agency was exclusive. Under the arrangement, Liberty provided closing escrow services, and Security issued escrow protection letters to mortgage lenders who did business with Liberty. An escrow protection letter is a promise by a title insurer to a mortgage lender doing business with the title insurer's title agent to reimburse the lender for actual losses it incurs in connection with the closing of a real estate transaction, provided that the real estate closing is conducted by the title insurer's title agent, and the mortgage lender's loss arises out of the title agent's failure to comply with the lender's written escrow closing instructions.
In February, 1988, Security sued Liberty and Mr. Wells, charging Liberty with failure to pay amounts owed under the parties' Title Plant Access Agreement,
fraud, tortious interference with contractual relations, and RICO violations.
The complaint did not contain any claim regarding Liberty's closing escrow account. The parties agreed to settle the lawsuit in November, 1989, by Liberty's paying $ 235,000 to Security. On December 28, 1989, Mr. Wells told Security that he had found another title insurer (TRW) for whom Liberty would act as title agent. After that, Liberty no longer wrote policies for Security. All of Security's escrow protection letters were revoked by January 2, 1990. On February 23, 1990, Security, Liberty and Mr. Wells signed the final papers formally settling the lawsuit and terminating the Agency Agreement. The settlement document contained a confidentiality provision.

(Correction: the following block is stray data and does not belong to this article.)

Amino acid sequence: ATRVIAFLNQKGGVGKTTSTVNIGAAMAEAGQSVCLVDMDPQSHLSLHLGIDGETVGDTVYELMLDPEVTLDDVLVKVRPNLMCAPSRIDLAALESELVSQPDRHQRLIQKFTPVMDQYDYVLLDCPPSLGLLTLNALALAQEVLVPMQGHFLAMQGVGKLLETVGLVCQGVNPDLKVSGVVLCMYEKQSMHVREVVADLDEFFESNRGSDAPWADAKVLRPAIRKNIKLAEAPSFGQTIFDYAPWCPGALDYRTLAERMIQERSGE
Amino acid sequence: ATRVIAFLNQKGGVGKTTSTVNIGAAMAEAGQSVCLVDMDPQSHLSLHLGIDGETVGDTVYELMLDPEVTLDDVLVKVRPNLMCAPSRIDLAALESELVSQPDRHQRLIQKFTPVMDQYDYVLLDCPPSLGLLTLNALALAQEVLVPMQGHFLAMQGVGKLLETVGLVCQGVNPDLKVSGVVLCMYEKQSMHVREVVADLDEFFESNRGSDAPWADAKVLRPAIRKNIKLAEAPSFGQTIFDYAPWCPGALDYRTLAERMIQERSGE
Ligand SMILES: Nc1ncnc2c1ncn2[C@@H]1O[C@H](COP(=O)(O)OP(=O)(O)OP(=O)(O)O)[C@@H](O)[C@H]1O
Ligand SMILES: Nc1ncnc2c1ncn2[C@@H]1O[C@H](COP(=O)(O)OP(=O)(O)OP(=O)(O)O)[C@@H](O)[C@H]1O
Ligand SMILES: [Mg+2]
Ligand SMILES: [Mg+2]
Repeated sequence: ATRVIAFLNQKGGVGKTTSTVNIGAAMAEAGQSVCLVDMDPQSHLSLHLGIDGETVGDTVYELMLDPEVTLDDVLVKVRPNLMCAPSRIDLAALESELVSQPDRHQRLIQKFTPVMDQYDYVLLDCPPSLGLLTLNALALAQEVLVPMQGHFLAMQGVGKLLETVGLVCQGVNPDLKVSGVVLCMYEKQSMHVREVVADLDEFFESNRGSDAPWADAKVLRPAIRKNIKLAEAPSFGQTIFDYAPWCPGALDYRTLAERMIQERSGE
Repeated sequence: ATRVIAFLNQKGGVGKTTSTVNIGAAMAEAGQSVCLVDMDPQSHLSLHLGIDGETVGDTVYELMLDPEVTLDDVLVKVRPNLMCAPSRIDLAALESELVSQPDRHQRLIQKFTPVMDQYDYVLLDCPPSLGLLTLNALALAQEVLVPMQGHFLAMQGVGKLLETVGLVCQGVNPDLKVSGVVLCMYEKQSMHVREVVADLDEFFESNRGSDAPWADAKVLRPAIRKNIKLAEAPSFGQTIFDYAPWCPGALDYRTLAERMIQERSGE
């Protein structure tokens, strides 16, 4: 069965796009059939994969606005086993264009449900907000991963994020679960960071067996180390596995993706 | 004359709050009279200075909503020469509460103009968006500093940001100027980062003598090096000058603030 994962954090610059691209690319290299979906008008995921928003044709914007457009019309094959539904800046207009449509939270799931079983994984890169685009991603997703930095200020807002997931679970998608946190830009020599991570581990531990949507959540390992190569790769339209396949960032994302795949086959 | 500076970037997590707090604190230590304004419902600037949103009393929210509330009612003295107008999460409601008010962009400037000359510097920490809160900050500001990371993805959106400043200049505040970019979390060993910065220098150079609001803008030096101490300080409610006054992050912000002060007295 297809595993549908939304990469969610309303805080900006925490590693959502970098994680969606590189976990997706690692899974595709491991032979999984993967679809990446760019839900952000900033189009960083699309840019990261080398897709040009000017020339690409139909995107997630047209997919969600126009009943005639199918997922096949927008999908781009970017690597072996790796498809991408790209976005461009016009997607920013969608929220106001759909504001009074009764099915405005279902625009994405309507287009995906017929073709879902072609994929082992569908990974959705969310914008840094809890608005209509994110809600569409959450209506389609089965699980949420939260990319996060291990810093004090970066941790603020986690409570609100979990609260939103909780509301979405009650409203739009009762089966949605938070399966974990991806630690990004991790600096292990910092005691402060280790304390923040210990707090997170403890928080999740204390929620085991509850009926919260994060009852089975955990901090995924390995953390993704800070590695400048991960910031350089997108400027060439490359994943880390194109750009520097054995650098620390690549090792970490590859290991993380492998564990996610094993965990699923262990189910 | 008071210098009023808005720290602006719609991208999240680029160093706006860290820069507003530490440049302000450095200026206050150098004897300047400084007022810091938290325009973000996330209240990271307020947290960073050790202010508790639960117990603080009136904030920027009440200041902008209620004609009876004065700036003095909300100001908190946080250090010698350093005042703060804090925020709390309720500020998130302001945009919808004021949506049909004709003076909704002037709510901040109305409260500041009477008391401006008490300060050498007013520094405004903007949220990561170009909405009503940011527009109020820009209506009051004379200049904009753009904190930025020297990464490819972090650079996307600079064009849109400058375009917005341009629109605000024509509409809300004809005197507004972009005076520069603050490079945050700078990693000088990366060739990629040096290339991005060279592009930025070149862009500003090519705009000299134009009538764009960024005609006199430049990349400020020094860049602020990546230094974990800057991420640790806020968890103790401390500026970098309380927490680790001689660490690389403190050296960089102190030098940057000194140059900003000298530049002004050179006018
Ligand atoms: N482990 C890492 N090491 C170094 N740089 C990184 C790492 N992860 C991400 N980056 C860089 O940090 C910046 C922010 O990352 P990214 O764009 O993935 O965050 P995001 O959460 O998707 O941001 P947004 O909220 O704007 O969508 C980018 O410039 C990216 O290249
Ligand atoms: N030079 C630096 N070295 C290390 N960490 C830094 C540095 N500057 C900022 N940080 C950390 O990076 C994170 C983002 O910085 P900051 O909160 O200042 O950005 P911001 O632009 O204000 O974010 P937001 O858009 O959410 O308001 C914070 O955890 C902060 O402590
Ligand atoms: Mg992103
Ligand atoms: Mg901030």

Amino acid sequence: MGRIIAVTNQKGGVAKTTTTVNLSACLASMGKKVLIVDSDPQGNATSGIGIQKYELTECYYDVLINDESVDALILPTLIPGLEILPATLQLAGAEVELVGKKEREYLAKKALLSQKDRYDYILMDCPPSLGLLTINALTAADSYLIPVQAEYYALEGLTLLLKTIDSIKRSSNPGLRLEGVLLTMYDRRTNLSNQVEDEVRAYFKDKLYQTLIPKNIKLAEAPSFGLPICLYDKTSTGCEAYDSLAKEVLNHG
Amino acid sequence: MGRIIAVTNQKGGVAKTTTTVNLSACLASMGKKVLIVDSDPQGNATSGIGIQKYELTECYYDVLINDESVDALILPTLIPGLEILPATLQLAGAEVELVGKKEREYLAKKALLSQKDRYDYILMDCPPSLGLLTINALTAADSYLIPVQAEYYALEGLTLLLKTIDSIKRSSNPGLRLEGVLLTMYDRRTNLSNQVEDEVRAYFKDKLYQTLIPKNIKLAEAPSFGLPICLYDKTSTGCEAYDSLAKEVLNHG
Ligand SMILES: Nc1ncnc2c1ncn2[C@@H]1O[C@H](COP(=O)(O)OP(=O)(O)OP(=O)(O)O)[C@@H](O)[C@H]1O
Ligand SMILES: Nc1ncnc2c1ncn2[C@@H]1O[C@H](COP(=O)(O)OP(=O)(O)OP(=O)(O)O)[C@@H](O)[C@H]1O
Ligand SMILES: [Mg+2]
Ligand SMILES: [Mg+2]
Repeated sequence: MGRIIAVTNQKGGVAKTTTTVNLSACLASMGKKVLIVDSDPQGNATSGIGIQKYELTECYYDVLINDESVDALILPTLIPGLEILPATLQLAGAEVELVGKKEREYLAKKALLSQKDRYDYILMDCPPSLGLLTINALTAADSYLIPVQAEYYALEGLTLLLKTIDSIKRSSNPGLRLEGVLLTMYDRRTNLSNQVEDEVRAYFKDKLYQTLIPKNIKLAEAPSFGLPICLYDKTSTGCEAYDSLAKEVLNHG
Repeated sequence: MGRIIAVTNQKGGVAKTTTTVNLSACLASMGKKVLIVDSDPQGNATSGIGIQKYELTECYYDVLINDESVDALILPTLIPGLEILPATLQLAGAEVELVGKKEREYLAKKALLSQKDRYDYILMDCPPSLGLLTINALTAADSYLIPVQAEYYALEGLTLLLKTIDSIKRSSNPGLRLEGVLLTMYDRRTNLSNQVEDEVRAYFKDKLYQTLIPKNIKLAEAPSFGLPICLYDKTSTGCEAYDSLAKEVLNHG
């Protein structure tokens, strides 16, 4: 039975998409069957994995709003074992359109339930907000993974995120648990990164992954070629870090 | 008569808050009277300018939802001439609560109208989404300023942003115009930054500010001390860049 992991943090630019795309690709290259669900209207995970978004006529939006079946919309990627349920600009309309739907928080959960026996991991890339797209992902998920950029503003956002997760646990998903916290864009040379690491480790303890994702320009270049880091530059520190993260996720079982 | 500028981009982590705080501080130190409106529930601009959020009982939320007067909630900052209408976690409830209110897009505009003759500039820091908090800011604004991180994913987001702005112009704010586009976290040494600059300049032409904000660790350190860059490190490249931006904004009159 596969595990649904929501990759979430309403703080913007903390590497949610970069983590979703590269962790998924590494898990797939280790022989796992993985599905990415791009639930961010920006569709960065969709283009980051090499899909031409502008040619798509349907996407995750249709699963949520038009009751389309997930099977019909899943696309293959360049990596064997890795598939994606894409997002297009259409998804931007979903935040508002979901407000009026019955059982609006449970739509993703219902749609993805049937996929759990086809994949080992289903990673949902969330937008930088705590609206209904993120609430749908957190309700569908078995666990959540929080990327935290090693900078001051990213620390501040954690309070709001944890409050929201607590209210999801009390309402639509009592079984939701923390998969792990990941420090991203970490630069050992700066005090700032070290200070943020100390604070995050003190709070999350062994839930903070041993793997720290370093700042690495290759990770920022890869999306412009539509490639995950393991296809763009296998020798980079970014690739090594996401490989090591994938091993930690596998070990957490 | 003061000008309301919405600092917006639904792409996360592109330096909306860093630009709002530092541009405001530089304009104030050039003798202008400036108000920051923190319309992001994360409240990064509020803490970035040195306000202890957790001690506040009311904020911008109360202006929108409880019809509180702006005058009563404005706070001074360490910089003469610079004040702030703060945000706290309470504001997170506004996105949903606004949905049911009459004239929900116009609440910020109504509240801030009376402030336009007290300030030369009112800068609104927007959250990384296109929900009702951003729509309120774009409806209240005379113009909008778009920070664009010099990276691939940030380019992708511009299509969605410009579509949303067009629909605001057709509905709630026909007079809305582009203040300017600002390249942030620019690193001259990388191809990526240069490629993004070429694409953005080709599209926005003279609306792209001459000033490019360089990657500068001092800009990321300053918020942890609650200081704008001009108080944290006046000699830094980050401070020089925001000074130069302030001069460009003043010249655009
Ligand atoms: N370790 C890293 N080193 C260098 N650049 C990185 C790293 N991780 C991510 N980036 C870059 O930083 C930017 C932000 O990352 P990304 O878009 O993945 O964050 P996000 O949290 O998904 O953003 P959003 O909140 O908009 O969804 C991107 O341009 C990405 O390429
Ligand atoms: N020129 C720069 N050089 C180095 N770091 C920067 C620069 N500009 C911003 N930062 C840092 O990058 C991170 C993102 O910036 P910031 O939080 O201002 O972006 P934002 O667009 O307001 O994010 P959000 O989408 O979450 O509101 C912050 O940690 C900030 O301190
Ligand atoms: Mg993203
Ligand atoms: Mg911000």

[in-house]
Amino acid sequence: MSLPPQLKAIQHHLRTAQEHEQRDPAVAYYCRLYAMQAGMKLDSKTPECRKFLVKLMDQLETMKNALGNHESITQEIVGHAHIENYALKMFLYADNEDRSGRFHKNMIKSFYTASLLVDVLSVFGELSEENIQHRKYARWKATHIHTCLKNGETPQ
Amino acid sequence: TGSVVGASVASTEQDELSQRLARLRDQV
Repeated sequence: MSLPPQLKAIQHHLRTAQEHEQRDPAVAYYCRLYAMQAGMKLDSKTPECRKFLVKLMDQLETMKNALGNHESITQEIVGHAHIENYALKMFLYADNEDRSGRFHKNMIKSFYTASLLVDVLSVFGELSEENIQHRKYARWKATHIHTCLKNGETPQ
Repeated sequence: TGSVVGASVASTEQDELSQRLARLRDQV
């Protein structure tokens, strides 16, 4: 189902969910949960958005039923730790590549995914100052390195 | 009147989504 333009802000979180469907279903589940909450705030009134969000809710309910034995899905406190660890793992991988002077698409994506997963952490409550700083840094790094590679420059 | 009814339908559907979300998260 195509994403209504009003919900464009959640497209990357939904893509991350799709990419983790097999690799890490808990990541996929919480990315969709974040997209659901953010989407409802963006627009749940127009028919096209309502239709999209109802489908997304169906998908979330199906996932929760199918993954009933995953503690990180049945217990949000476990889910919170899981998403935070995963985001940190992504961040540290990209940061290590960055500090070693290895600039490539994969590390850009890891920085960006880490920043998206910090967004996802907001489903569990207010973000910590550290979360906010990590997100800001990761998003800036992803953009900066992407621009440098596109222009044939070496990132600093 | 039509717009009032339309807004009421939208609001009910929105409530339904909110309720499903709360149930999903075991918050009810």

The parties to the Security/Liberty lawsuit later discovered that certain drafts of the settlement documentation had been attached to motions filed in that lawsuit. Security filed a motion to seal those parts of the record containing draft settlement documents.
In December, 1989, TRW and Liberty agreed that Liberty would become TRW's title insurance agent. Before signing Liberty as a title agent, TRW obtained an agency application from Liberty, spoke by telephone with two references provided by Mr. Wells and performed a credit check on Mr. Wells. TRW did not contact Security, even though TRW knew that Liberty had contracted with Security. In fact, between December 4, 1989 and February 23, 1990, TRW and Security had no contact with each other respecting Liberty.
Prior to contracting with Liberty, TRW did not communicate with either Liberty's bank, although it was listed on Liberty's agency application, or the title plant vendor Liberty used at the time. TRW did not investigate Liberty's escrow practices by auditing its escrow operations or by other means and did not audit Liberty. TRW did not contact state licensing authorities to obtain information about Liberty, interview Liberty's employees, or check court files or computer databases to see if Liberty had been involved in litigation.
In February, 1991, a little more than a year after TRW had replaced Security as the title insurer with which Liberty worked, a routine audit of Liberty's escrow account showed the account was underfunded. TRW claims that the Liberty escrow fund shortage was approximately $ 2.9 million as of December 4, 1989, and was approximately $ 3.1 million as of December 31, 1989. By May, 1991, TRW estimated that the amount of the shortage in the Liberty escrow account was approximately $ 4 million. TRW made up all losses to the escrow account, and at no time did any escrow transaction involving Liberty fail to close based on any shortage of funds. In the present lawsuit, TRW seeks to recover from Security for deposits it made into the Liberty escrow account totaling $ 3,390,283.06.